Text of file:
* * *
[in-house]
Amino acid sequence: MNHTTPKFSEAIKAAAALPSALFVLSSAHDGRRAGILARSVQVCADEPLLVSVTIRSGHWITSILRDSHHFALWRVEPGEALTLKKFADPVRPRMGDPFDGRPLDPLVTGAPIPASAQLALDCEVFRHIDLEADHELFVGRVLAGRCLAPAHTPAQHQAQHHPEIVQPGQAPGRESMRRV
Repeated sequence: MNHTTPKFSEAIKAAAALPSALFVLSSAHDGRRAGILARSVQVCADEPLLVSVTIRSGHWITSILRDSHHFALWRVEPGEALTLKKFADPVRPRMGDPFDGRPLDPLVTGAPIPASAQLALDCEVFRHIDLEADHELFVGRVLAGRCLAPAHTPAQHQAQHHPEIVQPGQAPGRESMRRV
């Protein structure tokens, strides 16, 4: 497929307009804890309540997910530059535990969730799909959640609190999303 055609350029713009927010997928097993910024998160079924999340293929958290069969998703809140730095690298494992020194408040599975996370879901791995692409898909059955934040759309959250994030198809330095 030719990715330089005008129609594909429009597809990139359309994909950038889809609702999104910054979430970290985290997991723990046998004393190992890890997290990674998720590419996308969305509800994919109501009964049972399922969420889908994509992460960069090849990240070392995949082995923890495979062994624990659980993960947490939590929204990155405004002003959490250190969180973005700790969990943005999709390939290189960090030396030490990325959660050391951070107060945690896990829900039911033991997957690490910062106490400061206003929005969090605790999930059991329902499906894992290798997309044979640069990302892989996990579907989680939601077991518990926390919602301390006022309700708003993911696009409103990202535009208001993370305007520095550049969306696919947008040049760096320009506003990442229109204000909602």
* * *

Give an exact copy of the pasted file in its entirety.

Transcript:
[in-house]
Amino acid sequence: MNHTTPKFSEAIKAAAALPSALFVLSSAHDGRRAGILARSVQVCADEPLLVSVTIRSGHWITSILRDSHHFALWRVEPGEALTLKKFADPVRPRMGDPFDGRPLDPLVTGAPIPASAQLALDCEVFRHIDLEADHELFVGRVLAGRCLAPAHTPAQHQAQHHPEIVQPGQAPGRESMRRV
Repeated sequence: MNHTTPKFSEAIKAAAALPSALFVLSSAHDGRRAGILARSVQVCADEPLLVSVTIRSGHWITSILRDSHHFALWRVEPGEALTLKKFADPVRPRMGDPFDGRPLDPLVTGAPIPASAQLALDCEVFRHIDLEADHELFVGRVLAGRCLAPAHTPAQHQAQHHPEIVQPGQAPGRESMRRV
């Protein structure tokens, strides 16, 4: 497929307009804890309540997910530059535990969730799909959640609190999303 055609350029713009927010997928097993910024998160079924999340293929958290069969998703809140730095690298494992020194408040599975996370879901791995692409898909059955934040759309959250994030198809330095 030719990715330089005008129609594909429009597809990139359309994909950038889809609702999104910054979430970290985290997991723990046998004393190992890890997290990674998720590419996308969305509800994919109501009964049972399922969420889908994509992460960069090849990240070392995949082995923890495979062994624990659980993960947490939590929204990155405004002003959490250190969180973005700790969990943005999709390939290189960090030396030490990325959660050391951070107060945690896990829900039911033991997957690490910062106490400061206003929005969090605790999930059991329902499906894992290798997309044979640069990302892989996990579907989680939601077991518990926390919602301390006022309700708003993911696009409103990202535009208001993370305007520095550049969306696919947008040049760096320009506003990442229109204000909602």